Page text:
Bark refers to a piece of smoked meat’s black, crispy (albeit sometimes chewy) outside texture. It is created by the smoke from a smoker and the spices from a dry rub or marinade. The flavor and texture are guilty pleasure of most pitmasters.

You can often tell these two apart, because a meat’s bark is pleasant to eat, while creosote just tastes like burnt toast.

How to Avoid Creosote

You need your grill to be clean. That way your meat is only exposed to clean smoke.

We have a solution to get rid of the build up of black creosote in your grill.

You can get rid of it with; Oven cleaner or apple cider vinegar. These are cleaning substances that should always do the trick.

Proper ventilation is also key. You want to ensure that the smoke and air are properly flowing through.

Hot Tip: Things like brisket and pork shoulder can take a lot of smoke, but after the meat temp hits about 150 and after about 4 hrs the amount of smoke absorbed is reduced.

The Easy Solution for Over Smoked Meat

Okay, but what happens if we’ve already over smoked our lovely meat? (Be it a smoked pork tenderloin, pork shoulder/pork butt, pork ribs, pork roast, or even crispy smoked chicken wings)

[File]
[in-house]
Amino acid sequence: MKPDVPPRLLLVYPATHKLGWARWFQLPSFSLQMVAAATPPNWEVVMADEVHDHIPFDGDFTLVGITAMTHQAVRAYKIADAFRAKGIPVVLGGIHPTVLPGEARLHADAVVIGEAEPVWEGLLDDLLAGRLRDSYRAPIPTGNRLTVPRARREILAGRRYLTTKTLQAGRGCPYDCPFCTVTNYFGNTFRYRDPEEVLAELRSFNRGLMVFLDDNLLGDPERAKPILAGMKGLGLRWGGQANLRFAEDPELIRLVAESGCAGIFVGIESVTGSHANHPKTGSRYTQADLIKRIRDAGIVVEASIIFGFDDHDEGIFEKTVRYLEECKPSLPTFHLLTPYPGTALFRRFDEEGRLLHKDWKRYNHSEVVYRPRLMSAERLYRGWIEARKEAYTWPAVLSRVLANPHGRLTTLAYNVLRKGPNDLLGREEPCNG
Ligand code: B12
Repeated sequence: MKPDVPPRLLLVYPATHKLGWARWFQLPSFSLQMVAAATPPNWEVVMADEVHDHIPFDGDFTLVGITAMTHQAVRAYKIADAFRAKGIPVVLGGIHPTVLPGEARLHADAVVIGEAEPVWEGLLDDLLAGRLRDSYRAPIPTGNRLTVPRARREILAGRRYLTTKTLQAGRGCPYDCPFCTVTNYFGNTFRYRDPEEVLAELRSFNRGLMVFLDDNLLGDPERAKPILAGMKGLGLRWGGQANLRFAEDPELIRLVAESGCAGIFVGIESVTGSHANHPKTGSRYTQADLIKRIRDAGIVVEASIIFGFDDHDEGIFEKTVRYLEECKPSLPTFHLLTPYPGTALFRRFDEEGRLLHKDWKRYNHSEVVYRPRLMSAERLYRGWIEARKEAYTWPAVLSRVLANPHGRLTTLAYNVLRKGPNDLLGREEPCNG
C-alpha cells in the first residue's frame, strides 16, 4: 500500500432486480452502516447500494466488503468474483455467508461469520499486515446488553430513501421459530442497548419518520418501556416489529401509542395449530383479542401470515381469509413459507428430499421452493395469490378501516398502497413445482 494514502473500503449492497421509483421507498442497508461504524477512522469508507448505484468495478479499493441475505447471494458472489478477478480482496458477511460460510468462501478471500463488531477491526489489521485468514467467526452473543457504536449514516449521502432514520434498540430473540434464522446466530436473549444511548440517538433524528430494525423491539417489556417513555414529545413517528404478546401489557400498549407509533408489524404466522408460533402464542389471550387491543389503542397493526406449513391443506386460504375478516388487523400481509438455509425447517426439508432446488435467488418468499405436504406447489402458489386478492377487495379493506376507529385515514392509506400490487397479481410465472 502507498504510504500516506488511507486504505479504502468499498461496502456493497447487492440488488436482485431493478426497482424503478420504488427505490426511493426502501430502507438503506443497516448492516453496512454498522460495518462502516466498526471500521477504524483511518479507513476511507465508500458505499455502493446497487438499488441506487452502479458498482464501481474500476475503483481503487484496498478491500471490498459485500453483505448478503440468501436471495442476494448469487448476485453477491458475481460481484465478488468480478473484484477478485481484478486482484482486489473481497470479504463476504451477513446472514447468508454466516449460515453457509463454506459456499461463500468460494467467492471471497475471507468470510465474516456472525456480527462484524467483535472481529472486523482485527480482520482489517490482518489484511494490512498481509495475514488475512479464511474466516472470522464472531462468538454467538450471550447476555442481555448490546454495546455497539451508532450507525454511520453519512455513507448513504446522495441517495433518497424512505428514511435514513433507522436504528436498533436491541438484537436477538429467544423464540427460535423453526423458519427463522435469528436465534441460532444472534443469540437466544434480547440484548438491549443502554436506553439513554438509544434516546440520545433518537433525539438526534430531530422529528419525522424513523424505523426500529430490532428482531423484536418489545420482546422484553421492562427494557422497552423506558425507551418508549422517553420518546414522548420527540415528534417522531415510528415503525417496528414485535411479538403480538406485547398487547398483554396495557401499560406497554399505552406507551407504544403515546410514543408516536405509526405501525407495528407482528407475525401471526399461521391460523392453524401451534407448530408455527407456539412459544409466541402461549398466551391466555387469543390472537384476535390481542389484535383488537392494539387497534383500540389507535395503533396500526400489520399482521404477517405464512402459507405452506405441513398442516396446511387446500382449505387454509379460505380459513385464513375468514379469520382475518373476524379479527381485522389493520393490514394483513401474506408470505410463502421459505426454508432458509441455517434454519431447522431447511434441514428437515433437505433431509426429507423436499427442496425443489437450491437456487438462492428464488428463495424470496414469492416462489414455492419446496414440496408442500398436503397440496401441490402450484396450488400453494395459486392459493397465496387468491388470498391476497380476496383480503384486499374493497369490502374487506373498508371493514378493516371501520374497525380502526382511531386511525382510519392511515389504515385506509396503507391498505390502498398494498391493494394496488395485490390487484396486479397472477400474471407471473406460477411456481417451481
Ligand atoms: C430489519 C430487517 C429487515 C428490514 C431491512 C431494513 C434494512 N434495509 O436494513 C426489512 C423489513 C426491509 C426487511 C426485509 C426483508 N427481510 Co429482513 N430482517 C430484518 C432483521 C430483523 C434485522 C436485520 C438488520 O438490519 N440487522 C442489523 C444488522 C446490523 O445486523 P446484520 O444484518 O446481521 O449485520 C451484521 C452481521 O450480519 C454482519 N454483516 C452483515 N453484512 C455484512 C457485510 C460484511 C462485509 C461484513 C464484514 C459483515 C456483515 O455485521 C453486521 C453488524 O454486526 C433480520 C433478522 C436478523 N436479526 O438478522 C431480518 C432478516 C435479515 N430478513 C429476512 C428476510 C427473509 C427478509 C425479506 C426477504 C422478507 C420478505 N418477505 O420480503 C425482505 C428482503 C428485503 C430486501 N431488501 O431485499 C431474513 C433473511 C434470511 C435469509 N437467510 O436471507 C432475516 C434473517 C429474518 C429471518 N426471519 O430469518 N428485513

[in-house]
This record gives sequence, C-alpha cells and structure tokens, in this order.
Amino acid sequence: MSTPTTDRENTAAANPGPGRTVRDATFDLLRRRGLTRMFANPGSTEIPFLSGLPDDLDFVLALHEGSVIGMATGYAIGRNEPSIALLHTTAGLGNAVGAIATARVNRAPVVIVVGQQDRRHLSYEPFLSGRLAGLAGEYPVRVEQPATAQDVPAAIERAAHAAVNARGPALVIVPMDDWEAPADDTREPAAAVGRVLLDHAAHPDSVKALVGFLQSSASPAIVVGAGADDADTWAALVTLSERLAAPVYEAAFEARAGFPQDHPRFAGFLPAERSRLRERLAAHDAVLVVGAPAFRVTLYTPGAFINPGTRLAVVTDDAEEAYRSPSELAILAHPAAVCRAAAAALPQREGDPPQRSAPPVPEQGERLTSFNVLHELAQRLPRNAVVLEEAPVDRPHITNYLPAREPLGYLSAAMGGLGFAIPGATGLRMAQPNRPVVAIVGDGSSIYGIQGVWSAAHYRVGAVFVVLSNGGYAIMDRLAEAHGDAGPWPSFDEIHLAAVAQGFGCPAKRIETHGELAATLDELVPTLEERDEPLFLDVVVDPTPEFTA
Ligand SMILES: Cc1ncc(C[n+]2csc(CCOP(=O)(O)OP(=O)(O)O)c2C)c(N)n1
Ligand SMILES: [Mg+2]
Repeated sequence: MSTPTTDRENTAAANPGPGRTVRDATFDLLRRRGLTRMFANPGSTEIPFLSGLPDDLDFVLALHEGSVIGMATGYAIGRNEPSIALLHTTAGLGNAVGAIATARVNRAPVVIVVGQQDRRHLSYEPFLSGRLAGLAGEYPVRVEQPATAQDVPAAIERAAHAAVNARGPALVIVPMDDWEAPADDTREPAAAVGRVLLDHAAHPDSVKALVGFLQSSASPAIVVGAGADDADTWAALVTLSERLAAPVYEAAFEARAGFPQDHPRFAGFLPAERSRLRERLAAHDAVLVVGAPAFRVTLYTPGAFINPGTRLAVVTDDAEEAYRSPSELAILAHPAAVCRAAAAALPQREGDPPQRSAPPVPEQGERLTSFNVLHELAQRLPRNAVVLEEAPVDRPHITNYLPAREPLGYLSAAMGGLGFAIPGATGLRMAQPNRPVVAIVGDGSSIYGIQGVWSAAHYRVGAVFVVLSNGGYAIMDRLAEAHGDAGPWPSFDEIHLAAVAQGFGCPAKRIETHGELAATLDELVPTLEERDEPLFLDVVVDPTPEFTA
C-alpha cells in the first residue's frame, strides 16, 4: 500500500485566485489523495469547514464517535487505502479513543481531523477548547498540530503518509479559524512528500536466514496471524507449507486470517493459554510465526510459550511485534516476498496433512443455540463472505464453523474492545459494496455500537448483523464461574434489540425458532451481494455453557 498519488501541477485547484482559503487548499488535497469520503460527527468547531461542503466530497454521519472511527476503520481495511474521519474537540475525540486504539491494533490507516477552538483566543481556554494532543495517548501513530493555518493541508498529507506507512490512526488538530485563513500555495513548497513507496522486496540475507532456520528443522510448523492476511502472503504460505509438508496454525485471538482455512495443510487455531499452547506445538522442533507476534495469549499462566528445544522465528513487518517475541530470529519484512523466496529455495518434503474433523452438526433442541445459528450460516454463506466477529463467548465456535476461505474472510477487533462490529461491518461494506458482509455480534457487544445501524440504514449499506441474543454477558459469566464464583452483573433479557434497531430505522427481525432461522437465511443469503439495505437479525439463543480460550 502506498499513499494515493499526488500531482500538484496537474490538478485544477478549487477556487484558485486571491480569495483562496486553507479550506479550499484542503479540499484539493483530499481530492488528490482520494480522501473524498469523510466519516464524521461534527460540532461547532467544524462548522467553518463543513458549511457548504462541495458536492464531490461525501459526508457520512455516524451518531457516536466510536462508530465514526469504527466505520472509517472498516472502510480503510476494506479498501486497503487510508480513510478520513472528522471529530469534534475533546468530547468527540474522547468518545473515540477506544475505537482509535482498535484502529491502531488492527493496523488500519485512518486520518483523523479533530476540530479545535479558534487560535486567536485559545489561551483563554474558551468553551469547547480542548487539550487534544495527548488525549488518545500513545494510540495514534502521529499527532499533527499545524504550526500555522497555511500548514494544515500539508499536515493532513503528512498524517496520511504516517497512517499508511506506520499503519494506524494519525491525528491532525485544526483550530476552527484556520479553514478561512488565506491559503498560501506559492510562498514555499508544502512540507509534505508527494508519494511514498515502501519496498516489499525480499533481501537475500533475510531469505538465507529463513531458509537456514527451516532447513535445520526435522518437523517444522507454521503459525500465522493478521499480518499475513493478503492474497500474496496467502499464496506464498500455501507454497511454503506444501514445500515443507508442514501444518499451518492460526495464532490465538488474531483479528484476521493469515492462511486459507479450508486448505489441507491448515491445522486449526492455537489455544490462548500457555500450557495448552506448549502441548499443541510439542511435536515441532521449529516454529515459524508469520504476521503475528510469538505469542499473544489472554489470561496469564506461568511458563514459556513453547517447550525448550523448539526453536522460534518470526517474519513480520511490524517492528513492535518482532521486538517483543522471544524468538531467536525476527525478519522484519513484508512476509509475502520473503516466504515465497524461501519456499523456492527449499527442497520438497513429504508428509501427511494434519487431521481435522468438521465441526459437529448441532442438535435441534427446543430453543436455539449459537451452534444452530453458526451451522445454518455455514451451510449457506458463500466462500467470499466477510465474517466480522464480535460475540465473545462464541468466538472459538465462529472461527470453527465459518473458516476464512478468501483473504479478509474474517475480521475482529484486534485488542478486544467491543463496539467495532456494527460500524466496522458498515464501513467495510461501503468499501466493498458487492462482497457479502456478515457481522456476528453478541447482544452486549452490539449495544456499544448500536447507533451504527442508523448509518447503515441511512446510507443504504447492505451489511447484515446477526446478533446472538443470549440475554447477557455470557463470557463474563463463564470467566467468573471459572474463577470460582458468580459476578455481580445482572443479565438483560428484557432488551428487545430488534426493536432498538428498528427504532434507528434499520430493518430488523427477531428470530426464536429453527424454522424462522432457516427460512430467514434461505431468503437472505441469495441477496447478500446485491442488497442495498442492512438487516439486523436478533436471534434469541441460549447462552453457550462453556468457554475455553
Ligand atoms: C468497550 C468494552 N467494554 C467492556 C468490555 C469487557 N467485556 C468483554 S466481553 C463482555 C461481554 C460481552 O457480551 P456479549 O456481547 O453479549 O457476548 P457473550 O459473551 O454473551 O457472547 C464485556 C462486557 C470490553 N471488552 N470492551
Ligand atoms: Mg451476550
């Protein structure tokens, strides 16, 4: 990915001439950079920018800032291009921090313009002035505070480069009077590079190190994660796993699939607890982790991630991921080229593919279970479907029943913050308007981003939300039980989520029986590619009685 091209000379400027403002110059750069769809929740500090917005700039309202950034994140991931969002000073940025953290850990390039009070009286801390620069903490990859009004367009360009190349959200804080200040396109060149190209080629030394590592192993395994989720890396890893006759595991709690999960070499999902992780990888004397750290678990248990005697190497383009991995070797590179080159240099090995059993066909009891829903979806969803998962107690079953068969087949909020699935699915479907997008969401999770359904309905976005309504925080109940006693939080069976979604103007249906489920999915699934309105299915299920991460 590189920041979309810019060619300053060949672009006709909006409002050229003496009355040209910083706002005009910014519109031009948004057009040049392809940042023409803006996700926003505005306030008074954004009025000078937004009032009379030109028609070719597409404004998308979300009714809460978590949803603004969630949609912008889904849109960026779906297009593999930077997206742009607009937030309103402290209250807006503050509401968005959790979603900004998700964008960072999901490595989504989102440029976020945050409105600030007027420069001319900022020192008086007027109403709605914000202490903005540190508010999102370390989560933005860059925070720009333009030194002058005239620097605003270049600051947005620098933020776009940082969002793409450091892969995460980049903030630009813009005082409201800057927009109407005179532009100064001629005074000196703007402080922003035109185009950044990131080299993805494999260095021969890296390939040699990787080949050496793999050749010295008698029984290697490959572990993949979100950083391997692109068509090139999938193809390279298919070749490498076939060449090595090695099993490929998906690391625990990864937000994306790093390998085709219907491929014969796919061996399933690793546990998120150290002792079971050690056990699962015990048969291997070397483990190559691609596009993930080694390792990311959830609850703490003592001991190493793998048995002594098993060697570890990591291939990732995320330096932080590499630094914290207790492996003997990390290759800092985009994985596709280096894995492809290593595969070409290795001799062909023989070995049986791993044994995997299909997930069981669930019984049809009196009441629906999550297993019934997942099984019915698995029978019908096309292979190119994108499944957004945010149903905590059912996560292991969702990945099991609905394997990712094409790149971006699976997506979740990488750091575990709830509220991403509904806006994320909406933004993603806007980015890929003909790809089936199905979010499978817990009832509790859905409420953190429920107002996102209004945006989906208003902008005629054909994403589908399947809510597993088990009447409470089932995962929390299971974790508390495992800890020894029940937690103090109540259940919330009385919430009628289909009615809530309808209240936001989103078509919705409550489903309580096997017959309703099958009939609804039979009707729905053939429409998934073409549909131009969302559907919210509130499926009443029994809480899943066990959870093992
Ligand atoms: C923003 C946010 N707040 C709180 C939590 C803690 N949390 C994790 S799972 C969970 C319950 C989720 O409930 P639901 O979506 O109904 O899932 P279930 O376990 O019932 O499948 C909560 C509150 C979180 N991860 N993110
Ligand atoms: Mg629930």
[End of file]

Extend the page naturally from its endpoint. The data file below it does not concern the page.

What do we do then?

The solution is simple. Like how you would use a knife to scrape away the burnt bits on a piece of toast. You’ll also need to cut the black bits off of your over smoked meat. This may seem like a waste, but it’s really the only way to salvage the overdone meat.

7 Ways to Prevent Over Smoking from Happening Again

Not a lot of people know this, but white smoke isn’t good. In fact, it contributes to over smoking.

If you expose your meat to it for a long period of time, then it’ll develop that bitter taste.

Instead, the smoke that you should be looking out for is blue smoke. When meat absorbs blue smoke, it gets that wonderful smoky flavor — without the unpleasant bitter taste. That is just one of ours tips to prevent over smoking, see the other 6 below!

Pick Your Wood